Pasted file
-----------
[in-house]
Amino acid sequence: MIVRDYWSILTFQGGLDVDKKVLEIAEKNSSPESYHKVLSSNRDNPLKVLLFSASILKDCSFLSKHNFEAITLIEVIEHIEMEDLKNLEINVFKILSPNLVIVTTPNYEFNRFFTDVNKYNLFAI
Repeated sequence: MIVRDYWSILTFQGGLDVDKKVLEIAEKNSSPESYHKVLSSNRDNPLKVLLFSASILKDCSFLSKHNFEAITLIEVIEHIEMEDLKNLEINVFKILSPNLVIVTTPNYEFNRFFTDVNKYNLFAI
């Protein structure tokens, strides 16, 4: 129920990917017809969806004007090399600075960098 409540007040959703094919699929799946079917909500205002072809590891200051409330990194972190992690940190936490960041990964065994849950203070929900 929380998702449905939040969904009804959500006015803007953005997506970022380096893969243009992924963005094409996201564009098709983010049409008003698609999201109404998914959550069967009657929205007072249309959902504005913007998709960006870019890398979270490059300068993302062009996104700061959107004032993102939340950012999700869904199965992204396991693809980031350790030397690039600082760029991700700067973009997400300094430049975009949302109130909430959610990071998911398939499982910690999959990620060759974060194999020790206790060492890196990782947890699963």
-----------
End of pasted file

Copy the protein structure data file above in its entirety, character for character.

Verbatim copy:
[in-house]
Amino acid sequence: MIVRDYWSILTFQGGLDVDKKVLEIAEKNSSPESYHKVLSSNRDNPLKVLLFSASILKDCSFLSKHNFEAITLIEVIEHIEMEDLKNLEINVFKILSPNLVIVTTPNYEFNRFFTDVNKYNLFAI
Repeated sequence: MIVRDYWSILTFQGGLDVDKKVLEIAEKNSSPESYHKVLSSNRDNPLKVLLFSASILKDCSFLSKHNFEAITLIEVIEHIEMEDLKNLEINVFKILSPNLVIVTTPNYEFNRFFTDVNKYNLFAI
């Protein structure tokens, strides 16, 4: 129920990917017809969806004007090399600075960098 409540007040959703094919699929799946079917909500205002072809590891200051409330990194972190992690940190936490960041990964065994849950203070929900 929380998702449905939040969904009804959500006015803007953005997506970022380096893969243009992924963005094409996201564009098709983010049409008003698609999201109404998914959550069967009657929205007072249309959902504005913007998709960006870019890398979270490059300068993302062009996104700061959107004032993102939340950012999700869904199965992204396991693809980031350790030397690039600082760029991700700067973009997400300094430049975009949302109130909430959610990071998911398939499982910690999959990620060759974060194999020790206790060492890196990782947890699963």